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Housing history in Port Melbourne

The (State Savings) Bank houses project was aimed at supporting low, but steady, income earners into home ownership. The houses were out of reach of the many people in Port Melbourne who were unemployed in the Depression years following the Waterfront Strike of 1928.

In the 1930s, pressure for action on housing ramped up.

Housing reformer, F Oswald Barnett, was a Methodist. He was an accountant by profession. He was shocked by what he saw of housing conditions in inner Melbourne.

Barnett was an effective advocate and skilled communicator. In many slide presentations well illustrated with photographs, slides and statistics, he brought the housing conditions in the inner city to the attention of decision makers and the press. He organised a tour of the ‘slums’, going down narrow lanes where politicians had to leave their cars, to experience conditions directly. The pressure was on. Premier Albert Dunstan appointed the Housing Investigation and Slum Abolition Board in September 1936. It was chaired by MLC Henry Pye with Barnett as deputy. The Board conducted extensive on the ground surveys of more than 7,000 houses within 5 miles of the city centre. 

The poorer quality housing was generally located in lanes and rights of way off main streets, as illustrated in this photograph. 

from Report of the Housing Investigation and Slum Abolition Board

Many of the dwellings were ‘falling to pieces owing to neglect, decay and old age’. The investigators classified the dwellings into slum pockets, congested areas, blighted areas and mixed areas. 

Incidentally, they found that conditions in Port Melbourne were not as ‘acute’ as elsewhere with 464 houses examined in Port, compared to 1,117 in South Melbourne.

The housing reformers looked on these places and the people who lived there from an outsider’s, and very moralistic, perspective. Poor housing and ‘degeneracy’ went hand in hand.

Even though the houses surveyed were in extremely poor condition, since housing was scarce, rents were disproportionately high.  The authors noted that the burden fell most heavily on those least able to afford it who were ‘shamefully exploited’ by their landlords.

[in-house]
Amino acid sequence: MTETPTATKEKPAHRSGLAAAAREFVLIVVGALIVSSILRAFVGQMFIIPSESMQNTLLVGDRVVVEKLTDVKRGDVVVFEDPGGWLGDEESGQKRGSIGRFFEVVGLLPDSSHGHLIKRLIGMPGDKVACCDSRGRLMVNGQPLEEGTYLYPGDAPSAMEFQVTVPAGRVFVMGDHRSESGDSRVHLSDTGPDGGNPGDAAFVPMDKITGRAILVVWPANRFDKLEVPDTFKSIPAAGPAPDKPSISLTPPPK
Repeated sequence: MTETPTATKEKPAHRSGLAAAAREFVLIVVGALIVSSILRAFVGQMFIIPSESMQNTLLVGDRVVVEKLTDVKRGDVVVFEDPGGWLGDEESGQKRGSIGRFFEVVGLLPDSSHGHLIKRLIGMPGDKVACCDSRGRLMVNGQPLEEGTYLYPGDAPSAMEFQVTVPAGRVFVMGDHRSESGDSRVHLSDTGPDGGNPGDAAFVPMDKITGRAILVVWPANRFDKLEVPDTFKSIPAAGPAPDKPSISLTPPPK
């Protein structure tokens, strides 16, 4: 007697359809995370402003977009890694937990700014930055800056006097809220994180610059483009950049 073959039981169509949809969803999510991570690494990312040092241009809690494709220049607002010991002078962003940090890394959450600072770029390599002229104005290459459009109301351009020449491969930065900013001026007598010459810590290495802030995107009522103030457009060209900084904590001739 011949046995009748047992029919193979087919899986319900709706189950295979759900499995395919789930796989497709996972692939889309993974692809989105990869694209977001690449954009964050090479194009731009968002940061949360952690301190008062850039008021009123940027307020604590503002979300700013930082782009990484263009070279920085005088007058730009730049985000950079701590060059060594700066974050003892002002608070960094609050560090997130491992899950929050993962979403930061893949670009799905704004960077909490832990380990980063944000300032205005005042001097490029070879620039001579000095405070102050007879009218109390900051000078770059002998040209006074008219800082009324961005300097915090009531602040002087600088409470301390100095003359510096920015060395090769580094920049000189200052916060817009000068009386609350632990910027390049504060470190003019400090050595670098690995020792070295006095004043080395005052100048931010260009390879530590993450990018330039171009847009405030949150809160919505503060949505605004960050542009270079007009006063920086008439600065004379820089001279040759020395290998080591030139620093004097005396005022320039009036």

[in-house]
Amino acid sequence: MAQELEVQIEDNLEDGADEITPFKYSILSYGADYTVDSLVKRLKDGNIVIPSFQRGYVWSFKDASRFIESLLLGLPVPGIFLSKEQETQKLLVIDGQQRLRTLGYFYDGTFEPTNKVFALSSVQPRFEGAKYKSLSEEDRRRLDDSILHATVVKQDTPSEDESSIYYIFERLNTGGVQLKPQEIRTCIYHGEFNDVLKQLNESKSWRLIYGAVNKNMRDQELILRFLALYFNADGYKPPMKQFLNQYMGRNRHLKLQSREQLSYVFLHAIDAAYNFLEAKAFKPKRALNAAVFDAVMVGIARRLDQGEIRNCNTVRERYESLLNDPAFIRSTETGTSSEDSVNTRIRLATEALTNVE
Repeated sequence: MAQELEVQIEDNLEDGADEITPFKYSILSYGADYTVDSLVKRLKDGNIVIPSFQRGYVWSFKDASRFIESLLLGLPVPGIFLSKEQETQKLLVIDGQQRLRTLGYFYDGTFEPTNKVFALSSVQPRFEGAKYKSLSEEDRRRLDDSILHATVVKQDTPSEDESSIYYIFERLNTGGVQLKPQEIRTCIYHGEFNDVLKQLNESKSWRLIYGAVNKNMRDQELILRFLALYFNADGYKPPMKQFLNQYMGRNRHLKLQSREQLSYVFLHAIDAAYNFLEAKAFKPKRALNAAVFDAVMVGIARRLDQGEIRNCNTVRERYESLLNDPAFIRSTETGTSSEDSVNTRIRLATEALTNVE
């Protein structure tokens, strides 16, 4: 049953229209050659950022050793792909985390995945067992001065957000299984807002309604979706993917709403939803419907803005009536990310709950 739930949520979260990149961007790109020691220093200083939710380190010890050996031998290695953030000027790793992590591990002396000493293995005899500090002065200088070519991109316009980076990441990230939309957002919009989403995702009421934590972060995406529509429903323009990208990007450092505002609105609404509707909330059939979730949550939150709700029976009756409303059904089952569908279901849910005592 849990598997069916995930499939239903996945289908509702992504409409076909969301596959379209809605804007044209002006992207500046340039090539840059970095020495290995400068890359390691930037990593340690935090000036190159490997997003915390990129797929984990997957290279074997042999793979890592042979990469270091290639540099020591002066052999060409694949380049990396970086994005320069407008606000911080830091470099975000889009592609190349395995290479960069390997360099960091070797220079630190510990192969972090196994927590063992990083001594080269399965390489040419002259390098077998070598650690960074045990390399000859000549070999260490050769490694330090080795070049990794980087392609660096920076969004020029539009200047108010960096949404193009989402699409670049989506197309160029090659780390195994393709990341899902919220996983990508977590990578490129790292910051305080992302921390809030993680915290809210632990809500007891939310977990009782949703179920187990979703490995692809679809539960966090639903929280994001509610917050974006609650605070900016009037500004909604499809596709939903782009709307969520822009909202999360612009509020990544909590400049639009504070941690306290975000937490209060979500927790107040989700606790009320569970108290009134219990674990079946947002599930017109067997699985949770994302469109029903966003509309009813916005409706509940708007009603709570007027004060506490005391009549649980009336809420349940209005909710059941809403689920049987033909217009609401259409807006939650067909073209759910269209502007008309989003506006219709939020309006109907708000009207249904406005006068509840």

In what we would now call ‘a name and shame’ exercise, the report listed all the landlords who owned the dwellings examined in the survey. 

The authors recognised that there would always be people who could not afford to pay market rent, or afford their own homes.

A central recommendation of their report was the necessity for a central housing authority. 

The Housing Commission of Victoria was set up under legislation passed in 1938.

Those vacant lands at Fishermans Bend were the perfect location for the Housing Commission’s first large scale experiment in building housing for rental.

The land made available for the construction of the Fishermans Bend estate State Library of Victoria

A competition was held for the layout of the estate which was won by Saxil Tuxen. Open space was central to the design. 

Aerial view of the Fishermans Bend housing estate Charles Daniel Pratt State Library of Victoria

The houses were plain and modest but they had kitchens and bathrooms inside. The emphasis was on creating housing at scale using, for the first time, pre-fabricated concrete panels manufactured at Holmesglen. A range of community facilities were planned but not built at the time. People were relocated from other suburbs, such as Montague, to take up houses on the estate.

The estate, labelled clearly Fishermans Bend on the plans, was divided from the Garden City bank houses by Howe Parade. 

In June, the Australian Housing and Urban Research Institute (AHURI)  released Towards an Australian Housing and Homelessness Strategy: understanding national approaches in contemporary policy.

The report’s leading recommendation is that Australia should have a Housing and Homelessness Strategy with a mission:

everyone in Australia has adequate housing.

The report notes the complexity and fragmentation of housing policy, the challenge of inter-governmental cooperation and suggests approaches to addressing these problems. Building a constituency of support for the mission and involving all players in the creation of the strategy are also vitally important.

The report says that the Strategy should have a statutory basis, enshrining the right to adequate housing, nominating Housing Australia as the lead agency, and establishing regulatory and accountability agencies.

The urgency of that word ‘mission’ runs through the report’s recommendations. It echoes the words of Barnett and his co-authors in their 1944 publication ‘We must go on’.

We have to be visionary to the point of audacity.’


Read the key points of AHURI’s report here.

Towards an Australian Housing and Homelessness Strategy; understanding national approaches in contemporary policy. Report 401, Chris Martin, Julie Lawson, Vivienne Milligan, Chris Hartley, Hal Pawson, Jago Dodson 15 June 2023

We must go on F O Barnett, W O Burt, F Heath 1944

Report of the Housing Investigation and Slum Abolition Board

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